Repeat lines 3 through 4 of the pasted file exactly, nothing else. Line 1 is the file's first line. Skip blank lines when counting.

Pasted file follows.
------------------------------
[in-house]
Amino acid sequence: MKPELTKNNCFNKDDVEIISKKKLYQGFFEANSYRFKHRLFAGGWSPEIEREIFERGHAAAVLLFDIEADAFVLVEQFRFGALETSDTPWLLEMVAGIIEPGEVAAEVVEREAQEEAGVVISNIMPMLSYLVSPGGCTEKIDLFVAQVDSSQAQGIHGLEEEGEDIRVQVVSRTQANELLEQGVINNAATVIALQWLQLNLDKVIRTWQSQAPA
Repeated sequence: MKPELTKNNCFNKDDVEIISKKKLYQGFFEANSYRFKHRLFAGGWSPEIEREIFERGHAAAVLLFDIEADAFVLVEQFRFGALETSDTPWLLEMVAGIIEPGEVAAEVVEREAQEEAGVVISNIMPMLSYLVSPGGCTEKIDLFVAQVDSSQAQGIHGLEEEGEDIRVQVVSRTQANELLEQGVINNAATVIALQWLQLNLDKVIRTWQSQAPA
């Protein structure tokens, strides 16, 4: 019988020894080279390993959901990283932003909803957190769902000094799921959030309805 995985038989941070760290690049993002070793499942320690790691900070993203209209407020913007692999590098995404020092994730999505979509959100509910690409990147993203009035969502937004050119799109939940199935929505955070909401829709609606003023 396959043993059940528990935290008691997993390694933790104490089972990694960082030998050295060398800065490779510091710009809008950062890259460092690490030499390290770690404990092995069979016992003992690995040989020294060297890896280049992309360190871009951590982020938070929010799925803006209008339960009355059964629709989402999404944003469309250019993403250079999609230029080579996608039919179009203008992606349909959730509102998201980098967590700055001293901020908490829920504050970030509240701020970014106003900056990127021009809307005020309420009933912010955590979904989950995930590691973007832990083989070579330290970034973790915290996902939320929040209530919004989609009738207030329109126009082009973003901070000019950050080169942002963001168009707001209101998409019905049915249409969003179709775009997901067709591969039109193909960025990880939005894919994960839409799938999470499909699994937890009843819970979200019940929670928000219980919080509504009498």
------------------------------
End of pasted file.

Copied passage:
Repeated sequence: MKPELTKNNCFNKDDVEIISKKKLYQGFFEANSYRFKHRLFAGGWSPEIEREIFERGHAAAVLLFDIEADAFVLVEQFRFGALETSDTPWLLEMVAGIIEPGEVAAEVVEREAQEEAGVVISNIMPMLSYLVSPGGCTEKIDLFVAQVDSSQAQGIHGLEEEGEDIRVQVVSRTQANELLEQGVINNAATVIALQWLQLNLDKVIRTWQSQAPA
């Protein structure tokens, strides 16, 4: 019988020894080279390993959901990283932003909803957190769902000094799921959030309805 995985038989941070760290690049993002070793499942320690790691900070993203209209407020913007692999590098995404020092994730999505979509959100509910690409990147993203009035969502937004050119799109939940199935929505955070909401829709609606003023 396959043993059940528990935290008691997993390694933790104490089972990694960082030998050295060398800065490779510091710009809008950062890259460092690490030499390290770690404990092995069979016992003992690995040989020294060297890896280049992309360190871009951590982020938070929010799925803006209008339960009355059964629709989402999404944003469309250019993403250079999609230029080579996608039919179009203008992606349909959730509102998201980098967590700055001293901020908490829920504050970030509240701020970014106003900056990127021009809307005020309420009933912010955590979904989950995930590691973007832990083989070579330290970034973790915290996902939320929040209530919004989609009738207030329109126009082009973003901070000019950050080169942002963001168009707001209101998409019905049915249409969003179709775009997901067709591969039109193909960025990880939005894919994960839409799938999470499909699994937890009843819970979200019940929670928000219980919080509504009498």